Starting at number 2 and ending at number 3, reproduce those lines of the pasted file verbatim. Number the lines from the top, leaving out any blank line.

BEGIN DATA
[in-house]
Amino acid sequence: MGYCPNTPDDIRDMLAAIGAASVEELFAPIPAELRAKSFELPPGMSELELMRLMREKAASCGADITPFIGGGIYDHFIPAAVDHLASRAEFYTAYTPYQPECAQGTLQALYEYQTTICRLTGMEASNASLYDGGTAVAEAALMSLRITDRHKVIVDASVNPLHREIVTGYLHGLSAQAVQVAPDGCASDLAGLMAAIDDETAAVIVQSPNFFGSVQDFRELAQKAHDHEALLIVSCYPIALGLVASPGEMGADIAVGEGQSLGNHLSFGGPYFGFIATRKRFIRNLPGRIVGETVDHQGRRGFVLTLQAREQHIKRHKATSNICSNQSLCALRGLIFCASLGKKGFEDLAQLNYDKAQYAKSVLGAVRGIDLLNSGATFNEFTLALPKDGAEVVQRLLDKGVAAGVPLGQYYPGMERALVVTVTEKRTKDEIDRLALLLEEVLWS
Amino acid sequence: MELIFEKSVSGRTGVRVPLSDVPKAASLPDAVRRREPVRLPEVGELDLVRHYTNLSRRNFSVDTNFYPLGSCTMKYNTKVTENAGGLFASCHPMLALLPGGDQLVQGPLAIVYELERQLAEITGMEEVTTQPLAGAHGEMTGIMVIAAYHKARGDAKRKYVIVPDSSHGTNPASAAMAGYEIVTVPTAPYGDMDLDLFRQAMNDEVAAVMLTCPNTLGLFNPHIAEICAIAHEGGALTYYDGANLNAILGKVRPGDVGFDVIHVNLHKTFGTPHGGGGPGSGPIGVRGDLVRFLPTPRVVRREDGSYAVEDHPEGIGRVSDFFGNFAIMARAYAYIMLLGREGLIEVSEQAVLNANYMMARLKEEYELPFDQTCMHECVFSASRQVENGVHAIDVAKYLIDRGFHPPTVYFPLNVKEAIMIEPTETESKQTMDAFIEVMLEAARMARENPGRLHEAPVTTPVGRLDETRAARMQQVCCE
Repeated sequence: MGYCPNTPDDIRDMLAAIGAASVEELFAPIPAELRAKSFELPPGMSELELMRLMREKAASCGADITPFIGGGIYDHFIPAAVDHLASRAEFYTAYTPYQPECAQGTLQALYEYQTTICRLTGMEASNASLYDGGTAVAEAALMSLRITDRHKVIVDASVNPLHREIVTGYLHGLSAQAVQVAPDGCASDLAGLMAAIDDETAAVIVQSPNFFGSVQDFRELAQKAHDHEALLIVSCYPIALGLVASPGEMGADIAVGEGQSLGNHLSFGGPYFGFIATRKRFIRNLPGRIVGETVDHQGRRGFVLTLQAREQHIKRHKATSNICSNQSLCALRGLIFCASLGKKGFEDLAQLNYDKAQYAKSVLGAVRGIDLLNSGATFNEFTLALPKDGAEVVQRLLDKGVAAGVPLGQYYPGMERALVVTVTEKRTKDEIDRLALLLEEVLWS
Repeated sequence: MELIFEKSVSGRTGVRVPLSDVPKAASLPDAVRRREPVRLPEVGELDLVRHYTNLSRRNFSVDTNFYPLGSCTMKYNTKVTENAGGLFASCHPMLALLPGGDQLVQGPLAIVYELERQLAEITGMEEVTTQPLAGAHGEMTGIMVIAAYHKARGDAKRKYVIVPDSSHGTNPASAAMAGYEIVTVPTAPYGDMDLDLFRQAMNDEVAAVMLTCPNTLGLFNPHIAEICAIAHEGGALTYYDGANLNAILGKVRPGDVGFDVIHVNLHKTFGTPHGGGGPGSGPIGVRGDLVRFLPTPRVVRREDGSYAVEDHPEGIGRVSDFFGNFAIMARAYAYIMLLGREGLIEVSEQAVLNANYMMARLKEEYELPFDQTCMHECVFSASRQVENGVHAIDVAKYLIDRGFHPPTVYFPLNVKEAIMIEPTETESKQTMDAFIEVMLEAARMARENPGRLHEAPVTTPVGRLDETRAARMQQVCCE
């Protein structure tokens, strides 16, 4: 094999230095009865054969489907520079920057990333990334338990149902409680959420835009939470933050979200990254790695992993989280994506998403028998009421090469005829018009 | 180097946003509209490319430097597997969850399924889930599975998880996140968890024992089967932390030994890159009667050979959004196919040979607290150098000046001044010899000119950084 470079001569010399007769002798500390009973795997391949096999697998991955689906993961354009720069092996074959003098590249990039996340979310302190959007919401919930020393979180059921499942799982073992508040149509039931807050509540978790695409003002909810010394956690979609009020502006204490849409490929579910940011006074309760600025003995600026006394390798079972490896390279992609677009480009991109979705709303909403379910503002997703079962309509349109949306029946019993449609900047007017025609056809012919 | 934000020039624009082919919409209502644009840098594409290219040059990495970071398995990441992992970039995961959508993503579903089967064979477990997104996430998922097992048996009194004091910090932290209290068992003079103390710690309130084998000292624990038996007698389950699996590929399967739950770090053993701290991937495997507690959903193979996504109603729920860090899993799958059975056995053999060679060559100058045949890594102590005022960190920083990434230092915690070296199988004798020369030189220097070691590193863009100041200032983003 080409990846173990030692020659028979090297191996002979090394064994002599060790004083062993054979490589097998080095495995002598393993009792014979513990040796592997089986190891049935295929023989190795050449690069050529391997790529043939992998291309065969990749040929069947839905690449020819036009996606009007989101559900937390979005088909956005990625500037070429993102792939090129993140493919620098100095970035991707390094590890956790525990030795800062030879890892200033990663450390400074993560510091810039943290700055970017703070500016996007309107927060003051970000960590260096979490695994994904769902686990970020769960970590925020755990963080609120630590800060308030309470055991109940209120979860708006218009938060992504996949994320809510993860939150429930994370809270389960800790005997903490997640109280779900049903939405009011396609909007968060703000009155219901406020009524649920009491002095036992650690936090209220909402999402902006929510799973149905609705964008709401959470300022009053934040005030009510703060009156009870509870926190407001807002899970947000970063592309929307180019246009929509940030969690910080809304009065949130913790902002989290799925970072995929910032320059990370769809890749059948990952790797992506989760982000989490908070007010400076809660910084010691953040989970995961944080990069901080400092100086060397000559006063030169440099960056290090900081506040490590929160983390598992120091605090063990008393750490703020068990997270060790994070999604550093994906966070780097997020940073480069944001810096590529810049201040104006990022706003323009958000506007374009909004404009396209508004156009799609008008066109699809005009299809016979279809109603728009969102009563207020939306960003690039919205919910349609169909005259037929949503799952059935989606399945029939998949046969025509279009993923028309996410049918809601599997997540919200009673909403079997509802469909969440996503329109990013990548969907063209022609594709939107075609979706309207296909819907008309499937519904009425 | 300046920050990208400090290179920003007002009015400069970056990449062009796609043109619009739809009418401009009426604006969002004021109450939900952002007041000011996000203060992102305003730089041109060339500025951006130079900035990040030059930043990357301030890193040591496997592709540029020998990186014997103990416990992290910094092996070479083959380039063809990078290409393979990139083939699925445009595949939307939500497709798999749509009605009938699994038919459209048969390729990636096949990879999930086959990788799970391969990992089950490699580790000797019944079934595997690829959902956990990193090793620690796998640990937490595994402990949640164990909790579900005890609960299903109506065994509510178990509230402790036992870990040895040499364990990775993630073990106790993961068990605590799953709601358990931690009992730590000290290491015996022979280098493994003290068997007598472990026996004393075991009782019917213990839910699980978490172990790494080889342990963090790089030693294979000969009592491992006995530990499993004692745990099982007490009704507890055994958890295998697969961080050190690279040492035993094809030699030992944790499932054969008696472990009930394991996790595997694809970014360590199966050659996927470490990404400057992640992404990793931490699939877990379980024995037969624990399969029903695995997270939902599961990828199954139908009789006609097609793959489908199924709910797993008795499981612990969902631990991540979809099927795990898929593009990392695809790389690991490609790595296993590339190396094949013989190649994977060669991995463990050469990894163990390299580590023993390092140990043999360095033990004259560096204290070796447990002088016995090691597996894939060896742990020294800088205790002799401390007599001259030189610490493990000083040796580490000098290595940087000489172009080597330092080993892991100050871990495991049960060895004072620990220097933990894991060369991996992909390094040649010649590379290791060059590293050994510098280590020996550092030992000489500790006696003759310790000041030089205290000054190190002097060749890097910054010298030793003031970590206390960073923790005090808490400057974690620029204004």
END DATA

Amino acid sequence: MGYCPNTPDDIRDMLAAIGAASVEELFAPIPAELRAKSFELPPGMSELELMRLMREKAASCGADITPFIGGGIYDHFIPAAVDHLASRAEFYTAYTPYQPECAQGTLQALYEYQTTICRLTGMEASNASLYDGGTAVAEAALMSLRITDRHKVIVDASVNPLHREIVTGYLHGLSAQAVQVAPDGCASDLAGLMAAIDDETAAVIVQSPNFFGSVQDFRELAQKAHDHEALLIVSCYPIALGLVASPGEMGADIAVGEGQSLGNHLSFGGPYFGFIATRKRFIRNLPGRIVGETVDHQGRRGFVLTLQAREQHIKRHKATSNICSNQSLCALRGLIFCASLGKKGFEDLAQLNYDKAQYAKSVLGAVRGIDLLNSGATFNEFTLALPKDGAEVVQRLLDKGVAAGVPLGQYYPGMERALVVTVTEKRTKDEIDRLALLLEEVLWS
Amino acid sequence: MELIFEKSVSGRTGVRVPLSDVPKAASLPDAVRRREPVRLPEVGELDLVRHYTNLSRRNFSVDTNFYPLGSCTMKYNTKVTENAGGLFASCHPMLALLPGGDQLVQGPLAIVYELERQLAEITGMEEVTTQPLAGAHGEMTGIMVIAAYHKARGDAKRKYVIVPDSSHGTNPASAAMAGYEIVTVPTAPYGDMDLDLFRQAMNDEVAAVMLTCPNTLGLFNPHIAEICAIAHEGGALTYYDGANLNAILGKVRPGDVGFDVIHVNLHKTFGTPHGGGGPGSGPIGVRGDLVRFLPTPRVVRREDGSYAVEDHPEGIGRVSDFFGNFAIMARAYAYIMLLGREGLIEVSEQAVLNANYMMARLKEEYELPFDQTCMHECVFSASRQVENGVHAIDVAKYLIDRGFHPPTVYFPLNVKEAIMIEPTETESKQTMDAFIEVMLEAARMARENPGRLHEAPVTTPVGRLDETRAARMQQVCCE